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Freeport mayor decries armory transfer

Freeport Armory in Freeport on June 1, 2013.

Freeport Armory in Freeport on June 1, 2013. Credit: Ian J. Stark

ALBANY -- Around dawn of the last all-nighter of the state legislative session last month, lawmakers approved a bill to give the Freeport Armory to a church-related, not-for-profit organization for $1, even though village officials had been asking for the property for years.

Now Mayor Robert Kennedy is criticizing the move and urging Gov. Andrew M. Cuomo to veto the measure. In a letter to the governor, Kennedy called the passage of the bill a "secretive and unprecedented act," carried out by its sponsor, Assemb. Earlene Hooper (D-Hempstead).

Kennedy said the village wasn't consulted about the potential transfer to Cedarmore Corp., a nonprofit that shares offices with the Zion Cathedral Church of God in Christ. The church sits just across the street from the armory.

Kennedy said village government wants to use the facility for police and its department of public works. He also noted that the bill was approved despite opposition from Long Island's Senate delegation.

Hooper didn't respond to calls seeking comment. Cedarmore Corp. is considering using it for a charter school or other community programs, an official said. Cuomo officials said they wouldn't comment on pending legislation.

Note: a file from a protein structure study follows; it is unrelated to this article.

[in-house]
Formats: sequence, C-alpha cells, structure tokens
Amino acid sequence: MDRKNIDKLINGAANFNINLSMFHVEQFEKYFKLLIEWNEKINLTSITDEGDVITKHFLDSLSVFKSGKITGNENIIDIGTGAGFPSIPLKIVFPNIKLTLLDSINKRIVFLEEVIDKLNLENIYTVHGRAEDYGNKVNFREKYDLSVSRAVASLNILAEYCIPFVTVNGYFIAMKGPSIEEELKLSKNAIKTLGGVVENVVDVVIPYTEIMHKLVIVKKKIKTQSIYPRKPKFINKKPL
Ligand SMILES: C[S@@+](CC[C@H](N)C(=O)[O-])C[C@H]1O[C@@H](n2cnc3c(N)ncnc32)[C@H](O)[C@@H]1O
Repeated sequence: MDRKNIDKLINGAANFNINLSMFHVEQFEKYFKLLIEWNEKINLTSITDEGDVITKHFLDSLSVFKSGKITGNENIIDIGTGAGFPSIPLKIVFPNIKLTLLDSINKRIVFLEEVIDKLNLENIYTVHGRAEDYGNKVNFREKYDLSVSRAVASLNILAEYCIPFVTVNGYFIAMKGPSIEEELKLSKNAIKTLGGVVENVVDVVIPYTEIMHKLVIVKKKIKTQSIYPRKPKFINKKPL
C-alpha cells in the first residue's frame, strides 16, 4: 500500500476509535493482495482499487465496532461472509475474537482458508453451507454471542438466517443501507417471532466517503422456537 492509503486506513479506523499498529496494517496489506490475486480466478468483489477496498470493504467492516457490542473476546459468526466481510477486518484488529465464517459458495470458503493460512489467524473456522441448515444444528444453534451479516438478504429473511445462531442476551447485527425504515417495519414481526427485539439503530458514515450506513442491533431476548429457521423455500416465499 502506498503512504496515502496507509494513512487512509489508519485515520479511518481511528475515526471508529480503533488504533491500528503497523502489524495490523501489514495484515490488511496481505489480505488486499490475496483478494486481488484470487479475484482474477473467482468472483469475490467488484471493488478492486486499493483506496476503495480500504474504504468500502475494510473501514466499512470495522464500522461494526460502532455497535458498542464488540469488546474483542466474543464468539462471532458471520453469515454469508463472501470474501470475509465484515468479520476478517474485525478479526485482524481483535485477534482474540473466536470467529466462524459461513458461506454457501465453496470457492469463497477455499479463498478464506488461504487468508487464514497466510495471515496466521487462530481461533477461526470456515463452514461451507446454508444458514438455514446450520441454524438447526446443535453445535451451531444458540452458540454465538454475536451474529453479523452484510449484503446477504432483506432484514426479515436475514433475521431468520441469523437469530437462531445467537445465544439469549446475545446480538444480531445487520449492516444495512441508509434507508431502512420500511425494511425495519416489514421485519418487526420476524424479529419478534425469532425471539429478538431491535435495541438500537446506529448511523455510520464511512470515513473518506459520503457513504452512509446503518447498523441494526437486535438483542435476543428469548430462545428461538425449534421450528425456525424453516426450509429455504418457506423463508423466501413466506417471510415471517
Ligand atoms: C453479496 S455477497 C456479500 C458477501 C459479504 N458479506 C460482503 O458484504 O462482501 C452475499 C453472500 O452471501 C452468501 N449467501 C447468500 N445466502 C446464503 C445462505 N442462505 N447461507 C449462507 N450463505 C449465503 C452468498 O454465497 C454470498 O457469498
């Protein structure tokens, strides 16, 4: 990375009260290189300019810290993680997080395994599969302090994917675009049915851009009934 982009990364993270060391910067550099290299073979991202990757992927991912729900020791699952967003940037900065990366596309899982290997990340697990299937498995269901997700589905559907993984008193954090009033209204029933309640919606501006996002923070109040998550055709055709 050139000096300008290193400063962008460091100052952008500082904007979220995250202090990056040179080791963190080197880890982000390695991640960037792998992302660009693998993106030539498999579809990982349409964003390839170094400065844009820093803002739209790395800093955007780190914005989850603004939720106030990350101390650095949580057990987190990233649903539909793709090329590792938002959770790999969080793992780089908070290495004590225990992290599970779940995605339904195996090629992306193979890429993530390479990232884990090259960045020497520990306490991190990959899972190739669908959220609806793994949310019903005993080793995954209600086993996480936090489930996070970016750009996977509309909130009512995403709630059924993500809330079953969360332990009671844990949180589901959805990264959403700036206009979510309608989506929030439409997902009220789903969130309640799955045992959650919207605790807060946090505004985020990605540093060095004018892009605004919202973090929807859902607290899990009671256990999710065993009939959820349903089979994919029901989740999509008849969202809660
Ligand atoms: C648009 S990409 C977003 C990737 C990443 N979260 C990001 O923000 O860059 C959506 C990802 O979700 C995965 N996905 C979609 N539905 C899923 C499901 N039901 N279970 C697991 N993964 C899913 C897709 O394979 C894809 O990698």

At issue is the fate of the shuttered Freeport Armory, located on Babylon Turnpike. It was used by the state Division of Military and Naval Affairs to house a National Guard unit for years. But DMNA moved out in October 2011, spokesman Eric Durr said, as part of its effort to move all guard units to Farmingdale. Durr said Nassau is leasing the Freeport lot to store equipment.

Even before the National Guard moved, village officials pursued the idea of obtaining the property. In his letter, Kennedy noted that then-Mayor Andrew Hardwick asked in 2009 for the state to transfer the property to the village, and that Hooper and Sen. Charles Fuschillo Jr. (R-Merrick) proposed bills to that effect.

Kennedy, who defeated Hardwick last spring, said he wants to move the public works department to the armory, along with some emergency equipment. Former armories in Riverhead, Brookhaven and Huntington have been transferred to local governments, he noted.

But earlier this year, Hooper introduced a new proposal to transfer the Freeport Armory to Cedarmore. Both the church and Cedarmore are headed by Bishop Frank O. White, according to Renee Charles, Cedarmore's executive coach and evaluator.

Charles said Cedarmore is considering using the facility for a charter school and youth, veterans and other community programs. "It will be designed to meet the community's needs," she said. "A charter school is one of the ideas. But we have not made any final decision on the nature of any type of program."

The Assembly passed Hooper's bill on May 29. The Senate passed it as one of the final bills of the 2013 legislative session, which adjourned at 6:45 a.m. on June 22. Notably, eight of the Island's nine senators, all Republicans, voted against the measure.

Fuschillo couldn't be reached immediately for comment.

Kennedy said he was surprised. "For the life of me," he said in an interview Wednesday, "I never thought it would be approved and transferred to a private corporation when the Village of Freeport was interested."

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